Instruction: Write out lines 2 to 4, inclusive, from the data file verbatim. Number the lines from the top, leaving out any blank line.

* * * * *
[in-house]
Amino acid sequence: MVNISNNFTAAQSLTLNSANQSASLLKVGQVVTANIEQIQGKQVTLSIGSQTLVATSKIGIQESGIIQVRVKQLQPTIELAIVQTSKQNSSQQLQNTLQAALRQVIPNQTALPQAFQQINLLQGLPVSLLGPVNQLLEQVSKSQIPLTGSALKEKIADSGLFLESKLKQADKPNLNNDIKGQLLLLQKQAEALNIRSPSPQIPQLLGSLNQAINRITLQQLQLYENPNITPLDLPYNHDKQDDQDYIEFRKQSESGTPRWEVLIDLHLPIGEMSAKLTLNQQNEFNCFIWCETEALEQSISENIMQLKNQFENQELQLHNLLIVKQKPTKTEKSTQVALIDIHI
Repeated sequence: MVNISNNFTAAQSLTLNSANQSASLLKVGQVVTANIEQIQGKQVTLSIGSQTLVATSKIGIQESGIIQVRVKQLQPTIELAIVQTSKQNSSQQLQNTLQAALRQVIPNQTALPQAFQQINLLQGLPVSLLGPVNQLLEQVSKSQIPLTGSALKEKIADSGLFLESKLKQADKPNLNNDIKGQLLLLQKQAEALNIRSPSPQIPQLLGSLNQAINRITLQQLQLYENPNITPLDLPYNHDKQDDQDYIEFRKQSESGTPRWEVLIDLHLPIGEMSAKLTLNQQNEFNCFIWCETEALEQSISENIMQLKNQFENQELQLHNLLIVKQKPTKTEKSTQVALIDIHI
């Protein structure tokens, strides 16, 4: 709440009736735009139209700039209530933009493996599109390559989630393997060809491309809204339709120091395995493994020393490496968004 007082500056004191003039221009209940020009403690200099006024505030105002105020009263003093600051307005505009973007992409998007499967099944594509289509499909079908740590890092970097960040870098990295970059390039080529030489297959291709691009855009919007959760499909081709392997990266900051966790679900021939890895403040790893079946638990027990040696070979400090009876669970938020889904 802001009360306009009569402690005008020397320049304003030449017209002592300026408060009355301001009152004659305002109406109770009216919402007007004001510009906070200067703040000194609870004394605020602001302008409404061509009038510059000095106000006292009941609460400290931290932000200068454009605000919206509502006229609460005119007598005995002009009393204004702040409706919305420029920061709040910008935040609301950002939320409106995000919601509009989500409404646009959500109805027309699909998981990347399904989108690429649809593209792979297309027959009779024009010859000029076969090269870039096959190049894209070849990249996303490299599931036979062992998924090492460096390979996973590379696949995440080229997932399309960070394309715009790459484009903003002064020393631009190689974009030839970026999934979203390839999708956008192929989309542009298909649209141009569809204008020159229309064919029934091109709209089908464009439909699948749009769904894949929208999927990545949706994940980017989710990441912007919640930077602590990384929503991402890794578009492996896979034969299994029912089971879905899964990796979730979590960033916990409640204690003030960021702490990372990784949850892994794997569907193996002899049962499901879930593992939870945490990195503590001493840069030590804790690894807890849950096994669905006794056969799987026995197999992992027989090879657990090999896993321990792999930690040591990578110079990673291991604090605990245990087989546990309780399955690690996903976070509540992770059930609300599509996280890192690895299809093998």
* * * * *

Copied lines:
Amino acid sequence: MVNISNNFTAAQSLTLNSANQSASLLKVGQVVTANIEQIQGKQVTLSIGSQTLVATSKIGIQESGIIQVRVKQLQPTIELAIVQTSKQNSSQQLQNTLQAALRQVIPNQTALPQAFQQINLLQGLPVSLLGPVNQLLEQVSKSQIPLTGSALKEKIADSGLFLESKLKQADKPNLNNDIKGQLLLLQKQAEALNIRSPSPQIPQLLGSLNQAINRITLQQLQLYENPNITPLDLPYNHDKQDDQDYIEFRKQSESGTPRWEVLIDLHLPIGEMSAKLTLNQQNEFNCFIWCETEALEQSISENIMQLKNQFENQELQLHNLLIVKQKPTKTEKSTQVALIDIHI
Repeated sequence: MVNISNNFTAAQSLTLNSANQSASLLKVGQVVTANIEQIQGKQVTLSIGSQTLVATSKIGIQESGIIQVRVKQLQPTIELAIVQTSKQNSSQQLQNTLQAALRQVIPNQTALPQAFQQINLLQGLPVSLLGPVNQLLEQVSKSQIPLTGSALKEKIADSGLFLESKLKQADKPNLNNDIKGQLLLLQKQAEALNIRSPSPQIPQLLGSLNQAINRITLQQLQLYENPNITPLDLPYNHDKQDDQDYIEFRKQSESGTPRWEVLIDLHLPIGEMSAKLTLNQQNEFNCFIWCETEALEQSISENIMQLKNQFENQELQLHNLLIVKQKPTKTEKSTQVALIDIHI
């Protein structure tokens, strides 16, 4: 709440009736735009139209700039209530933009493996599109390559989630393997060809491309809204339709120091395995493994020393490496968004 007082500056004191003039221009209940020009403690200099006024505030105002105020009263003093600051307005505009973007992409998007499967099944594509289509499909079908740590890092970097960040870098990295970059390039080529030489297959291709691009855009919007959760499909081709392997990266900051966790679900021939890895403040790893079946638990027990040696070979400090009876669970938020889904 802001009360306009009569402690005008020397320049304003030449017209002592300026408060009355301001009152004659305002109406109770009216919402007007004001510009906070200067703040000194609870004394605020602001302008409404061509009038510059000095106000006292009941609460400290931290932000200068454009605000919206509502006229609460005119007598005995002009009393204004702040409706919305420029920061709040910008935040609301950002939320409106995000919601509009989500409404646009959500109805027309699909998981990347399904989108690429649809593209792979297309027959009779024009010859000029076969090269870039096959190049894209070849990249996303490299599931036979062992998924090492460096390979996973590379696949995440080229997932399309960070394309715009790459484009903003002064020393631009190689974009030839970026999934979203390839999708956008192929989309542009298909649209141009569809204008020159229309064919029934091109709209089908464009439909699948749009769904894949929208999927990545949706994940980017989710990441912007919640930077602590990384929503991402890794578009492996896979034969299994029912089971879905899964990796979730979590960033916990409640204690003030960021702490990372990784949850892994794997569907193996002899049962499901879930593992939870945490990195503590001493840069030590804790690894807890849950096994669905006794056969799987026995197999992992027989090879657990090999896993321990792999930690040591990578110079990673291991604090605990245990087989546990309780399955690690996903976070509540992770059930609300599509996280890192690895299809093998």